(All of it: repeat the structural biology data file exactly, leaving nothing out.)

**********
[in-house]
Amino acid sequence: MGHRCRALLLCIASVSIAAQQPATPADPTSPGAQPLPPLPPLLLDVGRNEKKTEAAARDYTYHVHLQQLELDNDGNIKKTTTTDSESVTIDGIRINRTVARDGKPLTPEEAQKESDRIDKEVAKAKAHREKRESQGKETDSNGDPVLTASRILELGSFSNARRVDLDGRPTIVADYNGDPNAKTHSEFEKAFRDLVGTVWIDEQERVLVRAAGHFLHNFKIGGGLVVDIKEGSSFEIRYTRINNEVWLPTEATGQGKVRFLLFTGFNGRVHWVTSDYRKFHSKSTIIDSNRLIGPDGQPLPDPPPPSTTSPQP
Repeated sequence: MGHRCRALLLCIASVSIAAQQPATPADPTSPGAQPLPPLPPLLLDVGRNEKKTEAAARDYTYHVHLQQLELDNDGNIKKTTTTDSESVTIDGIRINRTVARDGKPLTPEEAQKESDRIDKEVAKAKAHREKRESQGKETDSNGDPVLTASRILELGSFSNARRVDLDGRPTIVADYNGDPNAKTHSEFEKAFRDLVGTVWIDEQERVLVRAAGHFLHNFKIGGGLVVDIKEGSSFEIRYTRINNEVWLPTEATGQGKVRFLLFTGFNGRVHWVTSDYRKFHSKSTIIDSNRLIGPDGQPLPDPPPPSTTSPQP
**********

[in-house]
Amino acid sequence: MGHRCRALLLCIASVSIAAQQPATPADPTSPGAQPLPPLPPLLLDVGRNEKKTEAAARDYTYHVHLQQLELDNDGNIKKTTTTDSESVTIDGIRINRTVARDGKPLTPEEAQKESDRIDKEVAKAKAHREKRESQGKETDSNGDPVLTASRILELGSFSNARRVDLDGRPTIVADYNGDPNAKTHSEFEKAFRDLVGTVWIDEQERVLVRAAGHFLHNFKIGGGLVVDIKEGSSFEIRYTRINNEVWLPTEATGQGKVRFLLFTGFNGRVHWVTSDYRKFHSKSTIIDSNRLIGPDGQPLPDPPPPSTTSPQP
Repeated sequence: MGHRCRALLLCIASVSIAAQQPATPADPTSPGAQPLPPLPPLLLDVGRNEKKTEAAARDYTYHVHLQQLELDNDGNIKKTTTTDSESVTIDGIRINRTVARDGKPLTPEEAQKESDRIDKEVAKAKAHREKRESQGKETDSNGDPVLTASRILELGSFSNARRVDLDGRPTIVADYNGDPNAKTHSEFEKAFRDLVGTVWIDEQERVLVRAAGHFLHNFKIGGGLVVDIKEGSSFEIRYTRINNEVWLPTEATGQGKVRFLLFTGFNGRVHWVTSDYRKFHSKSTIIDSNRLIGPDGQPLPDPPPPSTTSPQP